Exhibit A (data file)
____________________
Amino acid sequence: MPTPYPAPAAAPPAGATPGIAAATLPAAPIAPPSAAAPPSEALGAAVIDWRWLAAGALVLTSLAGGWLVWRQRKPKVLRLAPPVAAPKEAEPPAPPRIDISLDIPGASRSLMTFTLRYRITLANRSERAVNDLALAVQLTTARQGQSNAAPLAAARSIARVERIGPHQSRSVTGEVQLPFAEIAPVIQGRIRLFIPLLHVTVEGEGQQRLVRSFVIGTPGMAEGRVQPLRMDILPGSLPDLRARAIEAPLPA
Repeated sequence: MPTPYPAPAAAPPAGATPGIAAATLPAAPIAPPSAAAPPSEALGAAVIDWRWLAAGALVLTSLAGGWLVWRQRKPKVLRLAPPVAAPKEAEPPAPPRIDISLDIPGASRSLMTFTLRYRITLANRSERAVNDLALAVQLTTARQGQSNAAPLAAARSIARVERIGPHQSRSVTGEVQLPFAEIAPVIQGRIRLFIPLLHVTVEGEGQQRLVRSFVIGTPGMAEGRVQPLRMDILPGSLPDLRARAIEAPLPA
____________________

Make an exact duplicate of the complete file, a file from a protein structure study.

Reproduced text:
Amino acid sequence: MPTPYPAPAAAPPAGATPGIAAATLPAAPIAPPSAAAPPSEALGAAVIDWRWLAAGALVLTSLAGGWLVWRQRKPKVLRLAPPVAAPKEAEPPAPPRIDISLDIPGASRSLMTFTLRYRITLANRSERAVNDLALAVQLTTARQGQSNAAPLAAARSIARVERIGPHQSRSVTGEVQLPFAEIAPVIQGRIRLFIPLLHVTVEGEGQQRLVRSFVIGTPGMAEGRVQPLRMDILPGSLPDLRARAIEAPLPA
Repeated sequence: MPTPYPAPAAAPPAGATPGIAAATLPAAPIAPPSAAAPPSEALGAAVIDWRWLAAGALVLTSLAGGWLVWRQRKPKVLRLAPPVAAPKEAEPPAPPRIDISLDIPGASRSLMTFTLRYRITLANRSERAVNDLALAVQLTTARQGQSNAAPLAAARSIARVERIGPHQSRSVTGEVQLPFAEIAPVIQGRIRLFIPLLHVTVEGEGQQRLVRSFVIGTPGMAEGRVQPLRMDILPGSLPDLRARAIEAPLPA